I beg to move,
That this House
recognises the need to take urgent action to reduce and prevent online harms;
and urges the Government to bring forward the Online Harms Bill as soon as possible.
The motion stands in my name and those of Dame Diana Johnson and my hon. Friend Fiona Bruce. I begin by thanking the Backbench Business Committee for finding time for what I hope the House will agree is an important and urgent debate. I am conscious that a great number of colleagues wish to speak and that they have limited time in which to do so, so I will be brief as I can. I know also that there are right hon. and hon. Members who wished to be here to support the motion but could not be. I mention, in particular, my hon. Friend Julian Knight, the Chair of the Digital, Culture, Media and Sport Committee, who is chairing the Committee as we speak.
I hope that today’s debate will largely be about solutions, but perhaps we should begin with the scale of the problem. The term “online harms” covers many things, from child sexual exploitation to the promotion of suicide, hate speech and intimidation, disinformation perpetrated by individuals, groups and even nation states, and many other things. Those problems have increased with the growth of the internet, and they have grown even faster over recent months as the global pandemic has led to us all spending more time online.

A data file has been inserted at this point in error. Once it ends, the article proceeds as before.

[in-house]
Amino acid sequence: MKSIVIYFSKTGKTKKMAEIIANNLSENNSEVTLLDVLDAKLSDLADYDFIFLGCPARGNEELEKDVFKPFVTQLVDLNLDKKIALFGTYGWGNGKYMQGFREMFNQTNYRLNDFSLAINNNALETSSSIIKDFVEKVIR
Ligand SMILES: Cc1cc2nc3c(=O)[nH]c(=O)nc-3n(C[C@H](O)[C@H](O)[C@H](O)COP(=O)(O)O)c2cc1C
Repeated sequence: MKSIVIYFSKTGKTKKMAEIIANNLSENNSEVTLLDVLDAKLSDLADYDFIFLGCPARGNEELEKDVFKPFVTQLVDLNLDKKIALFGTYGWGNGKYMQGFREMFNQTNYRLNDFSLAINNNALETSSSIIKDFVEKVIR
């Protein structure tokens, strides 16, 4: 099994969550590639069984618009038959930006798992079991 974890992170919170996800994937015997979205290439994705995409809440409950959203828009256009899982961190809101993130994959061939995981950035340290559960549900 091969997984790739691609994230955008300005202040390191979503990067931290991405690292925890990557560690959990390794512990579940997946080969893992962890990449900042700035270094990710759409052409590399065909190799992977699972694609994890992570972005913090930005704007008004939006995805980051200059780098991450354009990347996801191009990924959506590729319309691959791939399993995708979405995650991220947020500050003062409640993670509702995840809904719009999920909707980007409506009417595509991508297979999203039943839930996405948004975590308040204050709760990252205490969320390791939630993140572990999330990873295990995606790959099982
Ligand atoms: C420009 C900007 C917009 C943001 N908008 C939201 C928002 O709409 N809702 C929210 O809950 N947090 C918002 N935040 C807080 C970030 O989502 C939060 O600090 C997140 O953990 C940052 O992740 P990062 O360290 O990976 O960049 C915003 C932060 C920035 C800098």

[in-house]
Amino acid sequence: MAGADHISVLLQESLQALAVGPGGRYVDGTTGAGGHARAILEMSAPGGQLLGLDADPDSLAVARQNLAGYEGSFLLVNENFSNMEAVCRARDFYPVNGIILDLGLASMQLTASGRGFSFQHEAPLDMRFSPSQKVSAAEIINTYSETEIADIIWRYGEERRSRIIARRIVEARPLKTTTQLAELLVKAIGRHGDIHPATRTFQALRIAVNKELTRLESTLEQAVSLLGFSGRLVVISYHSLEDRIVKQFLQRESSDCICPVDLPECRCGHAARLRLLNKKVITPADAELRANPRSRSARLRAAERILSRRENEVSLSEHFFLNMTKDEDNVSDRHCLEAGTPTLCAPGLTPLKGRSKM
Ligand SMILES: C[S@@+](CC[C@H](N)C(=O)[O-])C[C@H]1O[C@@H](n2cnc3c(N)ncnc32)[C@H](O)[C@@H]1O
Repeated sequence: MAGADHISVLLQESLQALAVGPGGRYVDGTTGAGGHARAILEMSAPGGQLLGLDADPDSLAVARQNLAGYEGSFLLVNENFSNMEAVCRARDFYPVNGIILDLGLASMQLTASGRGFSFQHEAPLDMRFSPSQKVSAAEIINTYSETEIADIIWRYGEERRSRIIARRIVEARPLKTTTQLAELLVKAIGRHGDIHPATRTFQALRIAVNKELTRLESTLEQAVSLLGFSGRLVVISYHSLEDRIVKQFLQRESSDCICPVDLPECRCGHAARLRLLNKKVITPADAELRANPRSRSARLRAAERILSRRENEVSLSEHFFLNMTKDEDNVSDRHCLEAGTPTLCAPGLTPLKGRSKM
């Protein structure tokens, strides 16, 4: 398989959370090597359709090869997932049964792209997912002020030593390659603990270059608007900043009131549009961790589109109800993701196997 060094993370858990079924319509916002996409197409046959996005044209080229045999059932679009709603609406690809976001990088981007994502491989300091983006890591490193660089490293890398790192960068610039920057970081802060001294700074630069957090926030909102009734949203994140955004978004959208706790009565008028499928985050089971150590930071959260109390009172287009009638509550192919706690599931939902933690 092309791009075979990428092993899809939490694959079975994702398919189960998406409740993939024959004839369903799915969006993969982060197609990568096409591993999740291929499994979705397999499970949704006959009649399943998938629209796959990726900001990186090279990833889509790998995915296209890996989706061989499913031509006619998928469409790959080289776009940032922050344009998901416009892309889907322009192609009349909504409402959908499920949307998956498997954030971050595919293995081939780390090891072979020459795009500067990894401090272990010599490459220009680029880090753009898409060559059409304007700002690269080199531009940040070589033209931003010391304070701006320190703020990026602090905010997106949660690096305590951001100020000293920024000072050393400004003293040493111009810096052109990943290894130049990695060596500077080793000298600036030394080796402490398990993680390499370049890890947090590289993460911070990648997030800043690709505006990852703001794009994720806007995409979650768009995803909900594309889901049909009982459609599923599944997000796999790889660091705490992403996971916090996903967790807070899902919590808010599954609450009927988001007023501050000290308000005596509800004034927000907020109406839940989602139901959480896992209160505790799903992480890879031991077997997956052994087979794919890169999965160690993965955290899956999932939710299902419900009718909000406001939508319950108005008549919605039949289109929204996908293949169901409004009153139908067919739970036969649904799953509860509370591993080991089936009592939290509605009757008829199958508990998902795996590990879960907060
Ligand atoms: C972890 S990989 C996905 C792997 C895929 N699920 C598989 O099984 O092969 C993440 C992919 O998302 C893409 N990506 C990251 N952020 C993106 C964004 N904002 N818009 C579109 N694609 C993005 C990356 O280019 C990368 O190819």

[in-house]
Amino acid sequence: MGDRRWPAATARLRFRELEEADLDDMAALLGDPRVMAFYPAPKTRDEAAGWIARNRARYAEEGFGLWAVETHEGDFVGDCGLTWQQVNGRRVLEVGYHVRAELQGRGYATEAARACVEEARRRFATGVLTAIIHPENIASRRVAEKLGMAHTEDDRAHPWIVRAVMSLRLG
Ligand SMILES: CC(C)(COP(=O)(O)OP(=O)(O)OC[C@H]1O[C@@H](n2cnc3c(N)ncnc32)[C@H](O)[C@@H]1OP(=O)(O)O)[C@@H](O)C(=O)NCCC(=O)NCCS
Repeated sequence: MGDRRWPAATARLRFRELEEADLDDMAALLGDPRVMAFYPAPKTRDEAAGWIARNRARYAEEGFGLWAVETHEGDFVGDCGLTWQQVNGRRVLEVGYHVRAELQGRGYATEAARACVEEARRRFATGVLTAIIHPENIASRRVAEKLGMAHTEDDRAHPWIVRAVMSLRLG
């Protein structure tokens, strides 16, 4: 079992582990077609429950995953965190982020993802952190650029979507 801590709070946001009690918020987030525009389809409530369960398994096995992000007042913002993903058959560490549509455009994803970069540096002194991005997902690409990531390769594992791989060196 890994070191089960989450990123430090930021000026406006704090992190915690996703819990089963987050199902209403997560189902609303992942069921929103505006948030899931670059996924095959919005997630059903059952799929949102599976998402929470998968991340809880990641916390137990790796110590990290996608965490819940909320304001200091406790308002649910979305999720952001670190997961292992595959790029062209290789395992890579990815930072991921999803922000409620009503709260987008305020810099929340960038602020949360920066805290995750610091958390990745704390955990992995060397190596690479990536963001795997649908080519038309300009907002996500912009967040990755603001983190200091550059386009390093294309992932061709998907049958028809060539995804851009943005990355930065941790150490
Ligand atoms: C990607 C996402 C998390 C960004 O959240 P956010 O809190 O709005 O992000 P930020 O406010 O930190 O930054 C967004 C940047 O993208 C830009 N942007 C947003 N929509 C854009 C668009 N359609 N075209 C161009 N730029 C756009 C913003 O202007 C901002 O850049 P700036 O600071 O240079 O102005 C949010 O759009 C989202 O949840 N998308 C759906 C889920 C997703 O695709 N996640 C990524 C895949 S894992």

Let me offer just two examples. First, between January and April this year, as we were all starting to learn about the covid-19 virus, there were around 80 million interactions on Facebook with websites known to promulgate disinformation on that subject. By contrast, the websites of the World Health Organisation and the US Centres for Disease Control and Prevention each had around 6 million interactions. Secondly, during roughly the same period, online sex crimes recorded against children were running at more than 100 a day. The online platforms have taken some action to combat the harms I have mentioned, and I welcome that, but it is not enough, as the platforms themselves mostly recognise.